OSU Student Gabriel Fitzpatrick Breaks Into Auto Sales Market With Growing Car-Flipping Business

Talon Dennis (left), Chris Castillo, and Gabe Fitzpatrick.

Established by business marketing major Gabriel Fitzpatrick at OSU, Rave Auto Sales has been providing students in the valley with less expensive and more reliable vehicles since August 2017. Fitzpatrick has been running his business from 4th street in Downtown Corvallis while taking a year off school, as a way to help pay for his college education and receive in-state tuition. His focus of flipping cars is with Honda and Toyota because of how reliable they are, but will occasionally buy from other brands.

Fitzpatrick was born in Chippenham, England, then later moved to Napa Valley, California with his family. Growing up, he learned about cars from his uncle, who is a manufacturing engineer, and his grandfather, who owns a shop and shows cars. He originally wanted to go to school for mechanics, but ended up going to OSU for marketing because some of his friends were going there.

Since he was sixteen, he has been invested in buying, renovating, and selling vehicles. His first car was transformed with the help of a friend’s mother, who knew how to sell a car. After test driving around fifteen cars, they found one in good enough shape legally and physically to use it. Before this journey, however, he sold socks and iPhones his freshman and sophomore years in high school.

He first sold socks to folks on the East Coast by purchasing Nike Elite socks from Footlocker, then would take the receipt, post them online, and sell them for more than triple the amount they were worth. His friends became jealous of his success and one wrote a fake email from Nike, informing him that they were planning to sue, and scared him into deleting everything.

Soon after, he started buying phones on Craigslist and selling them for at least double, depending on the price trends the day he decided to post them. Fitzpatrick had an hour commute to school and the post office was on the way, so every morning he would use this convenience and drop off a shipment. After being cheated by dishonest buyers who would return an empty box after filing a complaint about the phone, Fitzpatrick started delivering the phones in person.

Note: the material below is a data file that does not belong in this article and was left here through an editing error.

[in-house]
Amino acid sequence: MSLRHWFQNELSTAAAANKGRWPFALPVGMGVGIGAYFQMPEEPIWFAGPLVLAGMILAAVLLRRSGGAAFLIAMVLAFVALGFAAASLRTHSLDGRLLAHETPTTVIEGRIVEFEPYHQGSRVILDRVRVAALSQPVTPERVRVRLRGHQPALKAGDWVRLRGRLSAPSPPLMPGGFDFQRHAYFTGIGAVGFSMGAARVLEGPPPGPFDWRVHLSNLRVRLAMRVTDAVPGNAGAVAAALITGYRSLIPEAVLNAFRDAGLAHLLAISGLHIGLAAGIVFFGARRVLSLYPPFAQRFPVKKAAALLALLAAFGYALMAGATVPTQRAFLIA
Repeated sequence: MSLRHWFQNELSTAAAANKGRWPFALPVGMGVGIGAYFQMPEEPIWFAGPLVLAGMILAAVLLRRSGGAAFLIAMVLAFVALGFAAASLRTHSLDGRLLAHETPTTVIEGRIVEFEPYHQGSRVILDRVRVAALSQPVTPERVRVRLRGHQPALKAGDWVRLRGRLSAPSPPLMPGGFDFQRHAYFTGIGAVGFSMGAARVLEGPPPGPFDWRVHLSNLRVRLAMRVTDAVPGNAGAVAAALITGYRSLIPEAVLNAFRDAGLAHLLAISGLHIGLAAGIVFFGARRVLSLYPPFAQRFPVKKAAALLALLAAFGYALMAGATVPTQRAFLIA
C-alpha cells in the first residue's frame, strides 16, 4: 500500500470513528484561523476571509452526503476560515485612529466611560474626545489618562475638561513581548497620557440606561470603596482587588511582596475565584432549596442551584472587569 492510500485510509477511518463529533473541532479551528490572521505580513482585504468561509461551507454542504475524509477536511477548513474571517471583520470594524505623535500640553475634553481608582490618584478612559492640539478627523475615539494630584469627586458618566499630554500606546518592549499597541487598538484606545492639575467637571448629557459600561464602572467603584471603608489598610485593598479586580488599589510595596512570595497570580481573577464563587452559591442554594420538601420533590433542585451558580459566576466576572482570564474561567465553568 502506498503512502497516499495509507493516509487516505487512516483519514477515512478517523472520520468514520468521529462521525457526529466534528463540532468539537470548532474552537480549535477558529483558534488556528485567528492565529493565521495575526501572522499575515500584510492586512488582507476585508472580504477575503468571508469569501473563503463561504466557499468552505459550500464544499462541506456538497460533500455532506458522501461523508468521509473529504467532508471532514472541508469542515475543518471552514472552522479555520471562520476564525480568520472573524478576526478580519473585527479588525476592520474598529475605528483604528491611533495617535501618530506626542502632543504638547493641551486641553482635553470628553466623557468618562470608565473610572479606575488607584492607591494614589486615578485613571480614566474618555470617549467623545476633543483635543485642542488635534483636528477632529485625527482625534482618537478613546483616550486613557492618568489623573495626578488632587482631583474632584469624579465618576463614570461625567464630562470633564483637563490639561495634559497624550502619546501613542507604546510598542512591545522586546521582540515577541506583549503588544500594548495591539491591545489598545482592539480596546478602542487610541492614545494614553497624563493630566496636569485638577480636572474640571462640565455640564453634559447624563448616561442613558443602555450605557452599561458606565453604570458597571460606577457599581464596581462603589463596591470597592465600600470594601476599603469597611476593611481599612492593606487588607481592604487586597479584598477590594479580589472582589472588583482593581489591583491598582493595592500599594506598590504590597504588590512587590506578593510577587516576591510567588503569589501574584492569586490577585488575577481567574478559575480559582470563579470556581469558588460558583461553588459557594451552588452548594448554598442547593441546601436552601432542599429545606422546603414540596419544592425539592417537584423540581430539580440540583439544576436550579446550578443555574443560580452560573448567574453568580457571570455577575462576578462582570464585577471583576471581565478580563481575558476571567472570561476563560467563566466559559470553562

His iPhone selling came to an end around the age of sixteen when he got beat up and cheated by two different customers in the span of thirty minutes. After scanning hundred dollar bills at Target, the first customer, “was literally counting them out in front of me and just shoves me back, takes the phone, and sprints to his car.” Being a track athlete, Fitzpatrick sprinted after him, which led to the customer beating him up for the phone in the parking lot.

After retrieving the phone, he called another interested buyer and asked to get him away from the scene quickly. Once the second buyer came, he handed Fitzpatrick a stack of fake hundred dollar bills and drove off, leaving him traumatized.

Fast-forward to 2020, Fitzpatraick shared that he struggles with a lack of capital – he has no money for inventory, lacks time and resources, marketing, and location. Fitzpatrick is currently faced with moving his business elsewhere, because the owners of the current establishment he uses are selling. He has until June to find a new location, but already has a few in mind, including a lot between Corvallis and Philomath. Despite the upcoming relocation, he plans to grow microgreens in addition to selling cars. His hopes are to sell them to local restaurants and at local markets.

Some things he has learned since starting this business is how to tell over the phone if a car is worth checking out. He noted that tone of voice matters, and that enthusiastic and overly-knowledgeable sellers are a red flag. Some things he looks for are a correct vin number, an odometer that has not been setback, and he even drives the car to make sure it would be enjoyable for customers.

“The biggest thing, in summary, to flip a car is knowing obviously if it’s going to be in good mechanical condition or not, because if it’s got a bad motor, it’s not even worth checking out half the time.”

Helping run the business is business management major from LBCC, Talon Dennis, and Fitzpatrick’s roommate Chris Castillo, who helps with sales, but will soon help with marketing. Dennis has been apart of the business and helps with the logistics, transporting cars, and miscellaneous tasks, while Castillo has been apart of the journey for about a year and a half and is receiving 6 credits from OSU for being apart of the business.

Dennis is glad to be apart of a business where he feels taken care of, and has learned, “So much in the past month has put more responsibility on me. Working with these guys everyday is a new challenge, but it’s really fun because you figure it out, and it’s something we can talk about at the end of the day and laugh about it when everything is wrapped up.”

Fitzpatrick hopes the future will bring him business in more college towns in the United States, as well as in RVs and ultimately real estate. He also likes the idea of having a used-car lot in Bend, where he can buy and flip trucks.

Story and Photos Arianna Stahlbaum

%d bloggers like this: